In her address, LeMura paid homage to her immigrant roots and her family’s commitment to education. Her parents emigrated from Italy, and LeMura grow up on Syracuse’s North side and graduated from diocesan schools. Her mother Mary, who is 87, was at her side most of the day. She acknowledged her mother; five siblings; her husband, Larry Tanner, who teaches at Le Moyne; and their daughter, Emily, a junior at Fordham College. “Grazie e vi amo tutti,” she said, which means, “Thanks and I love you all.”

   She praised her parents’ faith as described in the New Testament Letter to the Hebrews, which includes the line, “Faith is being sure of what we hope for and certain of what we do not see.” For LeMura’s parents, that meant “faith in their family, in their children, in this country, faith in the future and faith in the spiritual truths made manifest by this institution.”

   Her family and members of the board of trustees have pledged $100,000 to start a scholarship in honor of LeMura’s parents.

   Le Moyne, the second youngest of 28 Jesuit colleges in the United States, was founded in 1946. But plans for the college date to the late 1930s, the vision of the late Bishop Walter Foery. The idea was put on hold during World War II.

   “The need for a Jesuit, liberal arts college was conceived during dark times and despite serious doubts,” LeMura said. “In other words, Le Moyne College itself is a creative, faith-filled response to crisis and uncertainty. At a moment in history when war loomed and the world seemed to be spiraling toward a bleak future, the Jesuits affirmed the primacy of faith and the power of the intellect.”

   A Le Moyne education is “the armor that will allow students — of all backgrounds — to thrive in a sometimes dangerous, always challenging world,” she said. The college’s mission has not changed, she added. “While moving boldly forward — in the sciences, the social sciences, in the arts, in business and the humanities — we honor our heritage.”

   She promised further collaborations between the college and the Central New York community and the world’s 189 Jesuit institutions of higher education. She quoted Pope Francis, the first Jesuit to lead the world’s 1.2 billion Roman Catholics. “The world is criss-crossed by roads that come closer together and move apart, but the important thing is that they lead towards the Good,” the pope said in 2013.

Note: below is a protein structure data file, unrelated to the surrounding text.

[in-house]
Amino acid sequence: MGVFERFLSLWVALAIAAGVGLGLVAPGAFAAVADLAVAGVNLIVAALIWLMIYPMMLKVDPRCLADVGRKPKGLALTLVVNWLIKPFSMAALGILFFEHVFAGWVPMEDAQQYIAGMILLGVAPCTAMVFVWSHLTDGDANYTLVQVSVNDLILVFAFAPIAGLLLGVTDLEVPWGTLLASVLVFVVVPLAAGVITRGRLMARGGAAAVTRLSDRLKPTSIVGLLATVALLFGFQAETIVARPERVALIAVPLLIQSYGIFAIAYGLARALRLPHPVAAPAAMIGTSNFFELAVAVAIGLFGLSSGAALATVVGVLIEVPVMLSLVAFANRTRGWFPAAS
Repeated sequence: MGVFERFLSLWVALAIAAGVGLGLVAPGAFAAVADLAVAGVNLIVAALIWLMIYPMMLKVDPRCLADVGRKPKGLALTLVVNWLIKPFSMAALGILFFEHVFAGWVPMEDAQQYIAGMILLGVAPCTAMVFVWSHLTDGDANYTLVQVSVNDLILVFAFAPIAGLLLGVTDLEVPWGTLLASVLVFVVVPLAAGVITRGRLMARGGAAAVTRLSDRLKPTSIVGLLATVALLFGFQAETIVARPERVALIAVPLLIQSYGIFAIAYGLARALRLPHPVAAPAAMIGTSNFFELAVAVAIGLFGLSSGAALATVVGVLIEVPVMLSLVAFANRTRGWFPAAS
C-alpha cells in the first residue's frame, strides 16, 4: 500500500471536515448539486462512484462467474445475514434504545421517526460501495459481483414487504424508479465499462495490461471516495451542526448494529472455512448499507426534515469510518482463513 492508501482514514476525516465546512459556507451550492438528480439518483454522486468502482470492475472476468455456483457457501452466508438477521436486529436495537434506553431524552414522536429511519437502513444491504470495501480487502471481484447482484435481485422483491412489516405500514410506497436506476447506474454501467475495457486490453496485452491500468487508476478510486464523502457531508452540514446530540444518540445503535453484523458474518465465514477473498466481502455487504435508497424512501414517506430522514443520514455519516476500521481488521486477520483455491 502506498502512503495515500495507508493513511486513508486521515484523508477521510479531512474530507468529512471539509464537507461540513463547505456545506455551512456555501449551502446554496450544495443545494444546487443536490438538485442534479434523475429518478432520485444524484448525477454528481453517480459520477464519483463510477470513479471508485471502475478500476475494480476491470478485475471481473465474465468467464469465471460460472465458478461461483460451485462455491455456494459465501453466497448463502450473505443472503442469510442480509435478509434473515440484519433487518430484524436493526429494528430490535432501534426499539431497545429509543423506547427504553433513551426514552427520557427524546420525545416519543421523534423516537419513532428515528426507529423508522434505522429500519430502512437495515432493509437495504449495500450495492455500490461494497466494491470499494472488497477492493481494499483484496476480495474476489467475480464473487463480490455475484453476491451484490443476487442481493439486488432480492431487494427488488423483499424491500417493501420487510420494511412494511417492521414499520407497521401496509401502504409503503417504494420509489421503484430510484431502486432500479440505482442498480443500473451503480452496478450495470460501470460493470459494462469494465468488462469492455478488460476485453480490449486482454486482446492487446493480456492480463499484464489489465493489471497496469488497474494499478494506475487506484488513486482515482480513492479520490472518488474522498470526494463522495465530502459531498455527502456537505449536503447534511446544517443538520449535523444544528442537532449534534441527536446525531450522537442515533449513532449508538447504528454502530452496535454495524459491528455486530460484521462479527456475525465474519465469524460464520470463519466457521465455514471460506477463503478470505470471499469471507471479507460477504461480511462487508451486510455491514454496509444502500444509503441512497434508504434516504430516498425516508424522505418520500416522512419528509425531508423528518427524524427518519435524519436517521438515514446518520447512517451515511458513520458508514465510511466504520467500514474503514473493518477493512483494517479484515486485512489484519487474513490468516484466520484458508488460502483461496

“I am proud to shepherd Le Moyne College down these roads, always toward the good,” LeMura said.

   Renée K. Gadoua is a freelance writer and editor who lives in Manlius. She is a 1986 graduate of Le Moyne College.
 

What they said

   “May she treasure and promote
Le Moyne’s rich heritage, building on the wisdom of the past and open to the options of the future. Inform her with reflection and discernment so that her decisions support an active service of our brothers and sisters, rooted in justice and love.”
   — Syracuse Diocese
Bishop Robert J. Cunningham

   “We have a president who (dreams) big dreams and makes great music.… Don’t forget to take care of her. There are few, if any, like her.”
   — Father Charles L. Currie, SJ,
Le Moyne College trustee and executive director of Jesuit Commons

   “We loved her first. She’s one of us. She’s an example of what can happen when you believe in children.”
— Syracuse Mayor Stephanie Miner

   “I know you feel the responsibility of being the first woman. I know that leading a college can be lonely sometimes and I have only known you for one year. But based on that one year, and based on the people in this assembly hall who have known you all your life, I know that we all agree that you have the mind and the heart and the soul and also the grace and humor to do a great job here. But beyond the mind and heart and soul, you have friends, and we will be there for you.”
    — Syracuse University Chancellor Kent Syverud

   View letters of congratulations and proclamations at www.lemoyne.edu.